I quit going to church when my husband first went to the Iraq War in 2004. Then one day in the summer of 2017, I was walking around aimlessly and wandered into an old Episcopalian chapel in Medford, Oregon. I was mourning the death of my old life after my now ex-husband had self-medicated his severe combat trauma with crystal meth, costing my marriage, home, health care, job, and my identity, too, stolen by another crystal meth user.
The doors were wide open, but no one was there. I stood at the back of the nave, watching dust motes dance in the sunlight streaming through the stained-glass windows. Then I saw the windows had words, and read these lines from the , the Song of Creation, and I wept. No longer for myself:
O ye Mountains and Hills, bless ye the Lord
O all ye Green Things upon the Earth, bless ye the Lord
O ye Seas and Floods, bless ye the Lord
O ye Whales, and all that move in the Waters, bless ye the Lord
O all ye Fowls of the Air, bless ye the Lord
O all ye Beasts and Cattle, bless ye the Lord: praise him, and magnify him for ever.
My life wasn’t about me, not anymore; it was about us, the global, ecological us and the preservation of every holy thing.
The Benedicite—an invocation of a blessing—on the behalf of sentient beings and the planet Herself was the switch that turned on the light.
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We are in one of the darkest periods this nation and the planet has ever seen. I’ve dealt with the dark forces of white supremacy and wars for oil and money. I’ve sat across the table from politicians so corrupt I could feel the malevolence rolling off them. That kind of evil cannot be converted; it can only be pushed back. As Dr. King said, “Darkness cannot drive out darkness; only light can do that.”
We need spiritual warriors willing to do the hard, heartbreaking work of becoming the light; capable of walking through the valley of the death of their old life and finding their way out. We need spiritual warriors brave enough to go into the dark because it’s easy to shine the light when you’re sitting in that section, but that is not where the light is needed. We need spiritual warriors with the clarity of thought, charity of heart, and purity of body required to keep that light radiant enough to help us see our way forward in the dark days and decades ahead. The Doomsday Clock is two minutes from midnight. We haven’t got a single second to wait.
Humanity must respond to the crushing selective pressure of the Anthropocene epoch with a real-time evolutionary adaptation in numbers, unlike anything the world has ever seen. That adaptation is an evolution of consciousness i.e. the emotional and spiritual intelligence that launches soulforce. Mahatma Gandhi called it satyagraha, the twin flames of courage and love. Soulforce is the energy behind every person who ever spoke truth to power, every person who has worked to advance justice with mercy. That force ─ and you can call it truthforce, loveforce, Godforce ─ is the most potent energy we have for changing the world. When it is actualized, soulforce allows us to make manifest the better angels of our nature even in the face of overwhelming loss. Even when it’s no longer certain the planet can be healed; especially then.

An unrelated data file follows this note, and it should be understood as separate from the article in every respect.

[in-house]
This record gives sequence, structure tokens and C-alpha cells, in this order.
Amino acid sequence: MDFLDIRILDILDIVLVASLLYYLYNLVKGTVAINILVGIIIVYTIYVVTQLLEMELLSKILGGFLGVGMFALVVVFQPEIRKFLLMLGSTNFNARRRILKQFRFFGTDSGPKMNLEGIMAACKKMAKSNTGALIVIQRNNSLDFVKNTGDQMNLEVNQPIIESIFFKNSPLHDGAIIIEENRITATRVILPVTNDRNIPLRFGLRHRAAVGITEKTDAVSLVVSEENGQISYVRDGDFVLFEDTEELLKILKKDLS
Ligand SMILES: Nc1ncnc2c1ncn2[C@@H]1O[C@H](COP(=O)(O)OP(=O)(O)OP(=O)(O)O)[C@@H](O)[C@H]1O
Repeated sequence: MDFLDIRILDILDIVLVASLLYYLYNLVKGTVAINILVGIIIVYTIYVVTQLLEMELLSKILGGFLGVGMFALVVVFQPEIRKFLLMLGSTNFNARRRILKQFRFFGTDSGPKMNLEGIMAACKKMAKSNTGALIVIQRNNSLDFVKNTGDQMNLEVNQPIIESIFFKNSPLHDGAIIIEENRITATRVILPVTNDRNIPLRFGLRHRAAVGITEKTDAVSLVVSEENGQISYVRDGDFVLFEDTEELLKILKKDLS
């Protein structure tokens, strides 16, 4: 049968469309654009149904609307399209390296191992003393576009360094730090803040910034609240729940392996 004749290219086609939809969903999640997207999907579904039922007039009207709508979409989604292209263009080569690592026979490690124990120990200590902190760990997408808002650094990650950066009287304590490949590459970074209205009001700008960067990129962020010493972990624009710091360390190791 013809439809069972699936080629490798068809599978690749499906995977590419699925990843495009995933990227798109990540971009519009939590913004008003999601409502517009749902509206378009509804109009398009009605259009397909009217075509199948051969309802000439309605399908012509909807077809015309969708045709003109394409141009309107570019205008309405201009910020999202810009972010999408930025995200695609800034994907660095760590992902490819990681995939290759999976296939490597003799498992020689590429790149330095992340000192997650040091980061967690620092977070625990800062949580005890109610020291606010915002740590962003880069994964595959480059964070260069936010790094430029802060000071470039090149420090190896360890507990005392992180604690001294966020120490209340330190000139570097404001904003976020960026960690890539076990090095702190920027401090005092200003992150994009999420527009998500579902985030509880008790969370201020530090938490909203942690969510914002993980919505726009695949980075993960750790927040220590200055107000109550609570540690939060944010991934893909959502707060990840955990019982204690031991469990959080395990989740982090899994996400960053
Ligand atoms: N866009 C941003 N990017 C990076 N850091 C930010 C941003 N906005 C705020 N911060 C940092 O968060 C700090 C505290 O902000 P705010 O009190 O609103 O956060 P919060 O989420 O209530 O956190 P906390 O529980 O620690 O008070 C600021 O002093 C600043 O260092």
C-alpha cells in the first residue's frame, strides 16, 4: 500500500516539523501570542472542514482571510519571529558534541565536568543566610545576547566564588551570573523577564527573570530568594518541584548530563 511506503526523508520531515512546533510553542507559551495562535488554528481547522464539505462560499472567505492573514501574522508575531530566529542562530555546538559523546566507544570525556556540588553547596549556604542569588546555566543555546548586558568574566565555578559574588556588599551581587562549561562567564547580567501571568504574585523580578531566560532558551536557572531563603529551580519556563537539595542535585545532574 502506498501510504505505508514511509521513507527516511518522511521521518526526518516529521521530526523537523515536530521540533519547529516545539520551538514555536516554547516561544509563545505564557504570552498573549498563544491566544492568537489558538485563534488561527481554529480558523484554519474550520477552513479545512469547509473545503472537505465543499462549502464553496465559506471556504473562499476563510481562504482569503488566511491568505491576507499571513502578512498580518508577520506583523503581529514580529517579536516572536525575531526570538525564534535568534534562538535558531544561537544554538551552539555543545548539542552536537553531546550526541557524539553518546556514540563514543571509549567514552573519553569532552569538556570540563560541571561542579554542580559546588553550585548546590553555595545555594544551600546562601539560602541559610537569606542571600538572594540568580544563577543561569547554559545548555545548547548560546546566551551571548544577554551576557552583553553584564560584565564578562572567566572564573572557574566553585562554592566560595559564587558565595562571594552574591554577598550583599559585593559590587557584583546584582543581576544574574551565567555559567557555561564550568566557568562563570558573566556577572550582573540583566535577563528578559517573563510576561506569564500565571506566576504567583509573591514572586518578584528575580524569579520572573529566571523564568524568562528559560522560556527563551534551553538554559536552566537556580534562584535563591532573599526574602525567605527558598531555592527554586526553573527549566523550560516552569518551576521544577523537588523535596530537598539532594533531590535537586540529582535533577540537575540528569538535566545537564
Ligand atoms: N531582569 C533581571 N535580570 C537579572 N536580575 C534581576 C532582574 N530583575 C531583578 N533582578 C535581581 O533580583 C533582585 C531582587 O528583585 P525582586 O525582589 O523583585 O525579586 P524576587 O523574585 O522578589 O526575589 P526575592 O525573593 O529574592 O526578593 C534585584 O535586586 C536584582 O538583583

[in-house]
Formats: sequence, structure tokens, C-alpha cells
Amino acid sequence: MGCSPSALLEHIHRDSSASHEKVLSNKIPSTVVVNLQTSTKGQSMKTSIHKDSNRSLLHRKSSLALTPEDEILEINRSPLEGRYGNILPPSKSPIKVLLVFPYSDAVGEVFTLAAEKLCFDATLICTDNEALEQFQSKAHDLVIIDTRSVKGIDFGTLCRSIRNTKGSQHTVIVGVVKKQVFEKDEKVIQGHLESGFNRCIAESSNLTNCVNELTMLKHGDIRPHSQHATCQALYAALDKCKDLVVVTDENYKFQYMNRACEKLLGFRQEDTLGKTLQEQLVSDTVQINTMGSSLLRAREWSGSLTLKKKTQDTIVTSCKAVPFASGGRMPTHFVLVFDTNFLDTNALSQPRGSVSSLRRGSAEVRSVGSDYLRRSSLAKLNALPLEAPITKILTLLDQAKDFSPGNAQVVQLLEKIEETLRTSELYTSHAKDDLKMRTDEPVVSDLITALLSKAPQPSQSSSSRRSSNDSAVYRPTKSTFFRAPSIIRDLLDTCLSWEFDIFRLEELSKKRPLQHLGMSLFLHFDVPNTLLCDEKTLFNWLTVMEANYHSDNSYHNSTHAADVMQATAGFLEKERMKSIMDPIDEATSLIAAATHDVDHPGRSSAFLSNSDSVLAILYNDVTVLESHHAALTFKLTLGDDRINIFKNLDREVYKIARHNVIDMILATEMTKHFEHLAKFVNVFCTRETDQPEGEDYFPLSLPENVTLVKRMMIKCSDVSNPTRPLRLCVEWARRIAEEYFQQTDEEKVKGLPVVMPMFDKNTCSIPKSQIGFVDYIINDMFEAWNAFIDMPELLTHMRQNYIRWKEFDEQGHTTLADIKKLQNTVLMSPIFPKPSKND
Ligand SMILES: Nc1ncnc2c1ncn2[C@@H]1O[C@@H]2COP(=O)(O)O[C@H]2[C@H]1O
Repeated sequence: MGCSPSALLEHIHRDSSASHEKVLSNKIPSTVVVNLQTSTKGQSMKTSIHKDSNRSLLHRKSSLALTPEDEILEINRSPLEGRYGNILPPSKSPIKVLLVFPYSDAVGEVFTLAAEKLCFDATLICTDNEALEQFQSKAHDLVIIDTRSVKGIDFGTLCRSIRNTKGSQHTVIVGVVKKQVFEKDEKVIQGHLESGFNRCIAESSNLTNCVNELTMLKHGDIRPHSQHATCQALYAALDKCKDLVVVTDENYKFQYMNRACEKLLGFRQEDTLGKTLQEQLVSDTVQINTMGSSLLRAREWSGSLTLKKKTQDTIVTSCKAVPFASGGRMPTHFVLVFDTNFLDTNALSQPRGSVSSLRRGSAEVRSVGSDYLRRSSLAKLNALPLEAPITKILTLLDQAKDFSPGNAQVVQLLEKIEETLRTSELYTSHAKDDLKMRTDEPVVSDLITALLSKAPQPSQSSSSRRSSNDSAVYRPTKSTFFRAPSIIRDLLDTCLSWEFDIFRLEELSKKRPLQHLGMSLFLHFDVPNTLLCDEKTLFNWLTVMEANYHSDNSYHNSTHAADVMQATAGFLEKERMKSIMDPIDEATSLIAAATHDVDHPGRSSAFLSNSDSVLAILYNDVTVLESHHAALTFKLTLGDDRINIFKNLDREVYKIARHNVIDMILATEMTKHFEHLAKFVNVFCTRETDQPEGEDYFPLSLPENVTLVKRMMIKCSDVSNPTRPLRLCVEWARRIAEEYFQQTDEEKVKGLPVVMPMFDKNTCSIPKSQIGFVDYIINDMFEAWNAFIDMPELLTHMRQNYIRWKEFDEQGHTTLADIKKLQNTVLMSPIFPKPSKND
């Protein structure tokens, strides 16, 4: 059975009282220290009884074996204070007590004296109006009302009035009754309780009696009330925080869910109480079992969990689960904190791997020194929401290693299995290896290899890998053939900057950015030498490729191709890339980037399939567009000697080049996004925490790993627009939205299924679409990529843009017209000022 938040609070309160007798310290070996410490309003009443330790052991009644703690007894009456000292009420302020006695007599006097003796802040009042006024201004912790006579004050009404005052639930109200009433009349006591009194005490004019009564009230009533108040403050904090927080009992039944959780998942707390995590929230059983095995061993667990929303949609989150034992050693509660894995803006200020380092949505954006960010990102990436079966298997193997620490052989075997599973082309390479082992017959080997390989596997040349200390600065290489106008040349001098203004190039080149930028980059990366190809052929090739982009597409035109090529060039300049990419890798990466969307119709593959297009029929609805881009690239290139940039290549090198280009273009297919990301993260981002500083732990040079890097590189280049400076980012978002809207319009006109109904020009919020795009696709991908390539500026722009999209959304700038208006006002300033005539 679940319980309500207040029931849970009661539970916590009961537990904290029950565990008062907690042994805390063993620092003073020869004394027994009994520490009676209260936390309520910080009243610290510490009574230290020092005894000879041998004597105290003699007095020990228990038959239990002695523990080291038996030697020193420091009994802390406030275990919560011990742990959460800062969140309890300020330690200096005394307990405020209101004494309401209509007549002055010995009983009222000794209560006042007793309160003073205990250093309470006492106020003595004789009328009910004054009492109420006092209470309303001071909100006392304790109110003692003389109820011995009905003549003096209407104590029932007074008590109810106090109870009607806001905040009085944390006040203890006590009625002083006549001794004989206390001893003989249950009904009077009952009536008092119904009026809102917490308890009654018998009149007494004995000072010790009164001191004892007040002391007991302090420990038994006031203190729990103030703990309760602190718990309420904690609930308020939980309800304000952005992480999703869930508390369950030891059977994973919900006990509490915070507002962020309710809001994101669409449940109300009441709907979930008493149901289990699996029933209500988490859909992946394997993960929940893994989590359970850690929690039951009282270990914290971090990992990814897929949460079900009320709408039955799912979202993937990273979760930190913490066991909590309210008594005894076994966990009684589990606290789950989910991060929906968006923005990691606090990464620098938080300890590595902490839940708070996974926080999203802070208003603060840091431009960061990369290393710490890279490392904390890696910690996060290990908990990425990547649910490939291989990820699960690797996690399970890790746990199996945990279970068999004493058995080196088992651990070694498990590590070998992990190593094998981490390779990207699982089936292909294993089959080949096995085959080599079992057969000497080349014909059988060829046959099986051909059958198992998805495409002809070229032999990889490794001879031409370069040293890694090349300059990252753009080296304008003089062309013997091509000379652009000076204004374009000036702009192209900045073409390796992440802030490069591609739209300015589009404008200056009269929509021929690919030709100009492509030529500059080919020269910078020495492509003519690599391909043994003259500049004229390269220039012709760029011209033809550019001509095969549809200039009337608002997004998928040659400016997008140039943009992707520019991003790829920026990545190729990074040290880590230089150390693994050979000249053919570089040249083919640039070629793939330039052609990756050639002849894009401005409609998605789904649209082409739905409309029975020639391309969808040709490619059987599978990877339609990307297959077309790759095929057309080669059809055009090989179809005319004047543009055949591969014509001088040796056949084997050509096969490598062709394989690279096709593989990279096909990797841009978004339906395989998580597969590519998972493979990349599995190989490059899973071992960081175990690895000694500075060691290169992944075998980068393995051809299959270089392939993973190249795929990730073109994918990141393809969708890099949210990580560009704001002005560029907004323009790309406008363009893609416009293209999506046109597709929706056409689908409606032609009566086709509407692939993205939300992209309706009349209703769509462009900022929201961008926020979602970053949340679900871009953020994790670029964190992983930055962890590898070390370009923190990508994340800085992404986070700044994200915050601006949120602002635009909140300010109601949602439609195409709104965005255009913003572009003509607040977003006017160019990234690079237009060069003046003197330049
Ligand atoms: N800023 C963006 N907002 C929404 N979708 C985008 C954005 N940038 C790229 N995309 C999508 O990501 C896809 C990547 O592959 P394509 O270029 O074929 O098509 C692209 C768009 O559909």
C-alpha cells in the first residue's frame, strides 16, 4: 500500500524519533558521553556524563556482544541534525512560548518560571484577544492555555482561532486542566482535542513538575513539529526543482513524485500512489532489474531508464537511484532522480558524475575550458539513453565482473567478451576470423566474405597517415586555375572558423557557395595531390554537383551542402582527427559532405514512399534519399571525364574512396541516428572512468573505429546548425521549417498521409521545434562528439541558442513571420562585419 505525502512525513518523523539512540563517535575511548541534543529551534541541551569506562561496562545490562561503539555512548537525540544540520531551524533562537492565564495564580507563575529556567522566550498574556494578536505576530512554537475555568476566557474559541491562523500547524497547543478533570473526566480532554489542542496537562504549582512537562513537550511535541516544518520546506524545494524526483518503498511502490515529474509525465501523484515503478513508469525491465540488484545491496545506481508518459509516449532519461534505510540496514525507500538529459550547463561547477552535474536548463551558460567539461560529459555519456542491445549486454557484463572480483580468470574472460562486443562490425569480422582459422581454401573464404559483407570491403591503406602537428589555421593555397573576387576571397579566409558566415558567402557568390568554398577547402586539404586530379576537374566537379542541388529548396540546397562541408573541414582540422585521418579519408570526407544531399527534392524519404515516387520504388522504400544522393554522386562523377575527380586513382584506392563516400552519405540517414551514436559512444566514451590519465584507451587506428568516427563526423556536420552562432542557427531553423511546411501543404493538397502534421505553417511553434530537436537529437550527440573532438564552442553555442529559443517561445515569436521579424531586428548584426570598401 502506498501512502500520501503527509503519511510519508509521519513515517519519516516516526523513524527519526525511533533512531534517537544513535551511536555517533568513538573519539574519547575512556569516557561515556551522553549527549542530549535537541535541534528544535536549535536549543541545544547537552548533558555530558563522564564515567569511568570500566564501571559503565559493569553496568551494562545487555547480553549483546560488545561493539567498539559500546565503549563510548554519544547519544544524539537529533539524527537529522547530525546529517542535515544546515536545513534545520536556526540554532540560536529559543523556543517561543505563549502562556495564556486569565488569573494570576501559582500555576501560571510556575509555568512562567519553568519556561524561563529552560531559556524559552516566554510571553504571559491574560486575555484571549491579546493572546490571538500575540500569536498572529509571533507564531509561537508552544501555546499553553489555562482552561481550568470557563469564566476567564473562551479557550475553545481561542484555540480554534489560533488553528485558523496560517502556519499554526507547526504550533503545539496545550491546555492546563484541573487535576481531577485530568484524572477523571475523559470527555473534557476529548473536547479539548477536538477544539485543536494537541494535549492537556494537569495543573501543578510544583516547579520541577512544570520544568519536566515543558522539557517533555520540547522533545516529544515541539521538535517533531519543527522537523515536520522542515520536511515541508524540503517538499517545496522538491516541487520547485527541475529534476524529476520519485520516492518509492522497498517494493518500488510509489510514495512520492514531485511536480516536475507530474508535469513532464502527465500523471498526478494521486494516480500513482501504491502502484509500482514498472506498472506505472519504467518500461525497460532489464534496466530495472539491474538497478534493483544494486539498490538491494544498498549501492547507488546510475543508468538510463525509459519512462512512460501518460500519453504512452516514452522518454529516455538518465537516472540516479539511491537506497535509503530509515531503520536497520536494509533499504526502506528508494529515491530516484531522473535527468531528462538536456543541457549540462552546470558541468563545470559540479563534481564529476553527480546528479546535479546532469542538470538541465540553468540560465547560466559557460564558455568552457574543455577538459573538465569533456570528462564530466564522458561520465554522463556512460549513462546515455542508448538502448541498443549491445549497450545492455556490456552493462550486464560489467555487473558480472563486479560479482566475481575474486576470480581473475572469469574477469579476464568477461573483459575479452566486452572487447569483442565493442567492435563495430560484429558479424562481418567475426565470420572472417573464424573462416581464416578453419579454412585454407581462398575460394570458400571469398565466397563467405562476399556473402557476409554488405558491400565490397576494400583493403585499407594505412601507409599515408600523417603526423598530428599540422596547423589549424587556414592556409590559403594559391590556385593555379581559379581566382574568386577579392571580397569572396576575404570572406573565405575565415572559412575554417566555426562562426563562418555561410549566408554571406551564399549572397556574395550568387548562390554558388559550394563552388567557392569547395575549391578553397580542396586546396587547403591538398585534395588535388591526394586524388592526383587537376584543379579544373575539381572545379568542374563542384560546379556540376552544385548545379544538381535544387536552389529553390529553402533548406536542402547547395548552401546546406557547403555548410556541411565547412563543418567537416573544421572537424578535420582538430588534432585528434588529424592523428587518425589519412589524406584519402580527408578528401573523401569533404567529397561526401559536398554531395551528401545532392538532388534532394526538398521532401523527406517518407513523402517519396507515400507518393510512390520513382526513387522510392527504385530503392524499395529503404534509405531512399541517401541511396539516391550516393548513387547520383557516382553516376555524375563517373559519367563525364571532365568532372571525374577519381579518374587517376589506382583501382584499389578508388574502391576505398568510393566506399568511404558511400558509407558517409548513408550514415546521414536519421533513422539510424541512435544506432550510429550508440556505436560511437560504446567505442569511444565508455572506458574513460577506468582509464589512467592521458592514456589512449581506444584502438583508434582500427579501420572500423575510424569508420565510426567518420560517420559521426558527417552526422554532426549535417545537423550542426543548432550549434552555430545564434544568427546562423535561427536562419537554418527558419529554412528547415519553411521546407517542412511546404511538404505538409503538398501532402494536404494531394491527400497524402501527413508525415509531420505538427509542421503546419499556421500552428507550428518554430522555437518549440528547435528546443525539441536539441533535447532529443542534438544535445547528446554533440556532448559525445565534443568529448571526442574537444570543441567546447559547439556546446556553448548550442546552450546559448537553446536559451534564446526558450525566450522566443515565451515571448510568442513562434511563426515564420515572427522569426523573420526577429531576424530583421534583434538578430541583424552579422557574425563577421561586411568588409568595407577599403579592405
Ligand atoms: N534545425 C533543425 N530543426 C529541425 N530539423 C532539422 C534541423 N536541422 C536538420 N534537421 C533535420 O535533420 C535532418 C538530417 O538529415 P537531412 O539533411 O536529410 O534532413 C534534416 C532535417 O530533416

The preservation of what we love depends upon spiritual warriors who will stand toe-to-toe with world leaders, fossil-fueled billionaires, and architects of war, and tell them the truth. The protection of what we love hangs on the wings of spiritual warriors who can wield an arsenal of tools, tactics and techniques with surgical precision and leverage authentic power rather than brute domination. The battle for the basilica of creation will be won by spiritual warriors willing to do the work of forgiveness and pursue reconciliation rather than revenge. We need battalions of warriors – whole Light Brigades – who can call evil by its name and resurrect time after time from the terrible grief of preventable loss.
All deaths due to a lack of healthy food, clean water, or basic housing and healthcare are preventable in a country that calls itself civilized. All casualties of war, genocide, gun violence and global warming are avoidable.
Coping with climate grief and culturally induced trauma and depression is the way the spiritual warrior builds resilience, deepens their relationship with life, and connects with their intuition. Spiritual bypassing, which is the refusal to deal with the shadow or process the pain body, has allowed the Religious Right and New Age Left to do little more than send “Thoughts and prayers,” or “Love and light,” in the wake of yet another mass shooting, another Houston flood or Hurricane Katrina, or one more species lost to the Sixth Extinction.
Saying “God’s will be done” after we made the mess gets us off the hook for cleaning it up. Posing with our hands in the prayer position while repeating the New Age mantra of “everything’s perfect” as the Amazon burns is a rather shallow understanding of the sacred. There’s no genuine devotional path that does not call upon the follower to serve humanity and the healing of the world. If we have a spiritual, moral, and humanitarian mandate to alleviate suffering, then surely, we are ordained not to inflict it. So, grab your boots, grow your wings, live your prayer. The days of “I’ll do what I can” when it’s convenient or fun are done.
As the systems supporting life and livelihoods are collapsing, let us put ourselves to the task right now—right now—of restoring this World House by remembering we are our ancestor’s prayers, children of God, custodians of life. We hold the keys. Warrior, rise!Print